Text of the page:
Thursday, August 21, 2008

"Drowning in the issues": Integrated Unit on Health Care (day 1)


The "families" eye each other nervously across the lobby, wondering at the disruption of normal routine. A slip of paper had, at one stroke, thrown them together in unusual combinations across grades and genders and left them sitting, bored, in a makeshift waiting room where 70s easy-listening music only made the situation worse. 

Reads one sheet: "You are the single parent father in a home with 2 children. Your annual household income is $30,000 and you have only basic health insurance. Currently, you have $294 in checking and $1045 in savings." 

The unhelpful office assistant shoves a stack of forms at each family.  "Fill these out ... No, I don't know your insurance information. Figure it out yourself." 

Then the bad news starts to hit.   
A wife & mother has multiple sclerosis. A father has serious heart failure. Another is in full kidney failure. A young girl suffers from sickle cell anemia.  The son of an illegal immigrant has a cancerous tumor.  An elderly father is battling Alzheimer's and his grown son doesn't know how to take care of him.
There are others....


After a few engagements with Web MD, Google, local nurses and pharmacists, and some medical textbooks, the economic and social realities begin to sink into the minds of the "families." 
"We can't afford this." 
"I have insurance, but my kid isn't covered for this disease."
"Medicare will cover only half the cost of this hospitalization." 
"We're looking at an unpayable medical debt." 

Silence.



Influenced by our educational philosophy and Covenant College degrees, we NCS faculty like kicking off the high school year with a problem-based, integrated unit that challenges us and our students with a real-world problem.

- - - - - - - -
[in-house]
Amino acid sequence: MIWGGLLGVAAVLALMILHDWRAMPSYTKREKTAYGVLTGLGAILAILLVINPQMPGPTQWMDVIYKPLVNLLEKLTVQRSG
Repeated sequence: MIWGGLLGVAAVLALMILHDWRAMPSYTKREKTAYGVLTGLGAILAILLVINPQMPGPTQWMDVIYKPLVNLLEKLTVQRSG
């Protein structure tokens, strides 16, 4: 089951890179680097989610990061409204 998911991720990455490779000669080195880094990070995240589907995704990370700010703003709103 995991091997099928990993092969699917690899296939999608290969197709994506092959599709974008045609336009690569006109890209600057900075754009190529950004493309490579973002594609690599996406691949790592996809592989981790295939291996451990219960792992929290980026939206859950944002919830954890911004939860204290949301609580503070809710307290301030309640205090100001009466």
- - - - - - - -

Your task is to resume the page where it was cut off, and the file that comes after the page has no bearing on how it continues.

So often education cuts life into little, neat,  flour-dusted pieces that never seem to connect.  Problem-based units bring everything back to the center, drawing on the integrated knowledge and skills across disciplines that all humans rely on. 

This year's integrated unit for the high school focuses on the national health care crisis and its effects on our own state and county.   Our student "families" experienced a shadow this morning of the crushing horror that strikes so many lower- and middle-class families in America who don't have enough money or health insurance to deal with a life-changing illness. 


Today:  Eye-opening realities.
Tomorrow:  Does either McCain or Obama offer any solution that could help these families? What about Canada -- isn't it supposed to be the model health care system?  

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